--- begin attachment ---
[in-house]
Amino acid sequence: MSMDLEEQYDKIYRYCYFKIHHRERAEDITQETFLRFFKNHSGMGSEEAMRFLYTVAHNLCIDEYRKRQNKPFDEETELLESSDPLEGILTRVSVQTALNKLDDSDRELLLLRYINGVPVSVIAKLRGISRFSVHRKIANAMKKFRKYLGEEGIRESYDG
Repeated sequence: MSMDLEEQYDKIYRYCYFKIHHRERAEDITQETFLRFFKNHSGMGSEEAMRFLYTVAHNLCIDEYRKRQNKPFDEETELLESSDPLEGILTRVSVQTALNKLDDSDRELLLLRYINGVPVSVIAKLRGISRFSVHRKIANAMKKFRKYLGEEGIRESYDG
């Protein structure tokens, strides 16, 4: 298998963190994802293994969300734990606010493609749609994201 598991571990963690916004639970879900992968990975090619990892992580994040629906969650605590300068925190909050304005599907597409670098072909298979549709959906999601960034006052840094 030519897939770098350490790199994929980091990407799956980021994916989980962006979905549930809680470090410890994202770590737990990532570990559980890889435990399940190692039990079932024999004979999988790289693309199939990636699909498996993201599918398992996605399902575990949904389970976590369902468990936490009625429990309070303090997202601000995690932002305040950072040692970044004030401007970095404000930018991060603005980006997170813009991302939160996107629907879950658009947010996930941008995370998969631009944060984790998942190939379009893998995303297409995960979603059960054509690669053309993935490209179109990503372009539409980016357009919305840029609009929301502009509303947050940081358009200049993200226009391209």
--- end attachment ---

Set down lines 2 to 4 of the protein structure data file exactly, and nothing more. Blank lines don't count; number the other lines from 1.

Amino acid sequence: MSMDLEEQYDKIYRYCYFKIHHRERAEDITQETFLRFFKNHSGMGSEEAMRFLYTVAHNLCIDEYRKRQNKPFDEETELLESSDPLEGILTRVSVQTALNKLDDSDRELLLLRYINGVPVSVIAKLRGISRFSVHRKIANAMKKFRKYLGEEGIRESYDG
Repeated sequence: MSMDLEEQYDKIYRYCYFKIHHRERAEDITQETFLRFFKNHSGMGSEEAMRFLYTVAHNLCIDEYRKRQNKPFDEETELLESSDPLEGILTRVSVQTALNKLDDSDRELLLLRYINGVPVSVIAKLRGISRFSVHRKIANAMKKFRKYLGEEGIRESYDG
């Protein structure tokens, strides 16, 4: 298998963190994802293994969300734990606010493609749609994201 598991571990963690916004639970879900992968990975090619990892992580994040629906969650605590300068925190909050304005599907597409670098072909298979549709959906999601960034006052840094 030519897939770098350490790199994929980091990407799956980021994916989980962006979905549930809680470090410890994202770590737990990532570990559980890889435990399940190692039990079932024999004979999988790289693309199939990636699909498996993201599918398992996605399902575990949904389970976590369902468990936490009625429990309070303090997202601000995690932002305040950072040692970044004030401007970095404000930018991060603005980006997170813009991302939160996107629907879950658009947010996930941008995370998969631009944060984790998942190939379009893998995303297409995960979603059960054509690669053309993935490209179109990503372009539409980016357009919305840029609009929301502009509303947050940081358009200049993200226009391209």